Like Presidents Dwight D. Eisenhower, Ronald Reagan, and George H.W. Bush, President Barack Obama is using his executive authority to tackle immigration problems. Specifically, President Obama announced last night that he is inviting more than four million illegal immigrants who are parents of U.S. citizens to "come out of the shadows and get right with the law." Here's the deal, in the President's own words:
We expect people who live in this country to play by the rules. We expect those who cut the line will not be unfairly rewarded. So we’re going to offer the following deal: If you’ve with been in America more than five years. If you have children who are American citizens or illegal residents. If you register, pass a criminal background check and you’re willing to pay your fair share of taxes, you’ll be able to apply to stay in this country temporarily without fear of deportation. You can come out of the shadows and get right with the law. That’s what this deal is.
Now let’s be clear about what it isn’t. This deal does not apply to anyone who has come to this country recently. It does not apply to anyone who might come to America illegally in the future. It does not grant citizenship or the right to stay here permanently, or offer the same benefits that citizens receive. Only Congress can do that. All we’re saying is we’re not going to deport you [President Barack Obama, address to the nation, transcript posted by Washington Post, 2014.11.20].
Speaker John Boehner says the President is sabotaging efforts to pass legislative immigration reform, even though in his speech last night, the President explicitly invited Congress to pass a bill that would render his action unnecessary, and even though Speaker Boehner has had an effective, bipartisan immigration reform bill on his desk since June 2013. Speaker Boehner says the President is showing he can't be trusted to enforce the law, even though the Boehner Congress has given the President only enough funding to deport 400,000 out of the nation's 11,000,000 illegal immigrants, requiring the President to choose on which minority of illegal immigrants to enforce the law. The action the President announced last night allows law enforcement to focus on crooks and terrorists.
Someone in Rep. Kristi Noem's office types up a response saying that "'my way or the highway' negotiation won’t work." This from the office of a Congresswoman who supported shutting down the federal government and crashing the economy when the President wouldn't yield to GOP demands to repeal health care reform.
Rep. Noem claims that the President is defying the will of the people of South Dakota. On what basis Rep. Noem divines that popular will is unclear, since South Dakotans all seem content to enjoy the cheap produce and other labor made available by those millions of illegal immigrants and unwilling to crack down on the businesses that exploit those workers.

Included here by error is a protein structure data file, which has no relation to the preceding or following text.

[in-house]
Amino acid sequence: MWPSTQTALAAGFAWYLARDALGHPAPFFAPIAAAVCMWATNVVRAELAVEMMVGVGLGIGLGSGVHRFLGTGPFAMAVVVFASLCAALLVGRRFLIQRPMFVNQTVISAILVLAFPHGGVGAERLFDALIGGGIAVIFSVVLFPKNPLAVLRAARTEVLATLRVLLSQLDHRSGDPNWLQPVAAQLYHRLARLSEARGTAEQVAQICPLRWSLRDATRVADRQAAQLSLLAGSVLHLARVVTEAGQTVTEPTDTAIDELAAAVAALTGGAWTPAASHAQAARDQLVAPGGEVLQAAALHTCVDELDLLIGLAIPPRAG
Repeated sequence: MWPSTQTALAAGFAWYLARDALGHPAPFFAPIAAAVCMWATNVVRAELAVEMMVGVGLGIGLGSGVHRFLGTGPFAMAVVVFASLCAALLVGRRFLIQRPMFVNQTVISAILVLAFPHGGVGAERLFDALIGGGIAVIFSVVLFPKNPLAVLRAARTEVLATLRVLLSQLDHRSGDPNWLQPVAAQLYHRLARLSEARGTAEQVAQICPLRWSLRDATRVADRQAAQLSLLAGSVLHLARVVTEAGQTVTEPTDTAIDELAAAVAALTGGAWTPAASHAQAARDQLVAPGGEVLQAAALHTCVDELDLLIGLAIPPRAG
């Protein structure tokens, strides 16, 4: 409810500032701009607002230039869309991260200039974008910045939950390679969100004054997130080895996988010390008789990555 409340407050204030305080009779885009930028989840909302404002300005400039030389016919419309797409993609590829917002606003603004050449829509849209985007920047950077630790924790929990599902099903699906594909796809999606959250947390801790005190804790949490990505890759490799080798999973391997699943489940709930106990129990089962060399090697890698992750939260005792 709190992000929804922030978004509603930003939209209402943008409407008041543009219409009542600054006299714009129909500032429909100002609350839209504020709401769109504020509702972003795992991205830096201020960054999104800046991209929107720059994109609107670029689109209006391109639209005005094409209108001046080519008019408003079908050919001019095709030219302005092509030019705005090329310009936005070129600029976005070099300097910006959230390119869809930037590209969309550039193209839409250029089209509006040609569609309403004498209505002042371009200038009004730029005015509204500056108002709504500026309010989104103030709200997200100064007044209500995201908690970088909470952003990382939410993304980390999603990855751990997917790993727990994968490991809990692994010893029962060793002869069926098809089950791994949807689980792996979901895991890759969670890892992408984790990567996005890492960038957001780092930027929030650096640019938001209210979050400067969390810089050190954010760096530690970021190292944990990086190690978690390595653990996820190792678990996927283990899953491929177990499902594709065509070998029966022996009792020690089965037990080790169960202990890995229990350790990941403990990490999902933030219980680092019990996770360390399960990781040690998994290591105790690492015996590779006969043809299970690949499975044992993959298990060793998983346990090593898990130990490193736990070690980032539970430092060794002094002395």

Rep. Noem mentions something about the President's being unconstitutional, but she has yet to enunciate the legal grounds on which she would prosecute the President... probably because there are none:
...[T]he president’s discretion to enforce the immigration laws has always been the cornerstone of a de facto guest-worker (or, if you want, caste) system from which most Americans have greatly benefited. That’s why Republicans’ claim that the president is shredding the Constitution sounds so odd to people knowledgeable about immigration law. He’s just doing what countless Congresses have wanted him to do, and have effectively forced him to do, so that Congress itself could avoid charges that it has created a two-tier system of citizenship where the bottom tier is allowed to stay in this country and work, but is not allowed to vote, to benefit from welfare programs, to travel freely, or to enjoy the full protection of workplace laws. Of course, you might say that the whole illegal immigration system, with its two-tier system of rights, violates the Constitution or at least constitutional values, but the fault for that lies with Congress, not with the president [Eric Posner, "Obama's Immigration Plan Is Perfectly Constitutional," Salon.com, 2014.11.21].
The President is taking legal and practical action to solve problems. We can only wish Speaker Boehner and Rep. Noem were similarly committed to practical action for the good of the country.
Scripture tells us, we shall not oppress a stranger, for we know the heart of a stranger. We were strangers once, too.
My fellow Americans, we are and always will be a nation of immigrants. We were strangers once, too. And whether our forbearers were strangers who crossed the Atlantic, or the Pacific or the Rio Grande, we are here only because this country welcomed them in and taught them that to be an American is about something more than what we look like or what our last names are, or how we worship. What makes us Americans is our shared commitment to an ideal, that all of us are created equal, and all of us have the chance to make of our lives what we will. That’s the country our parents and grandparents and generations before them built for us. That’s the tradition we must uphold. That’s the legacy we must leave for those who are yet to come [President Barack Obama, 2014.11.20].
Related: Under President Obama, illegal immigration from Mexico has declined, but overall numbers of illegal immigrants in the country have remained relatively stable, dropping just a bit from 11.3 million in 2009 to 11.2 million in 2012.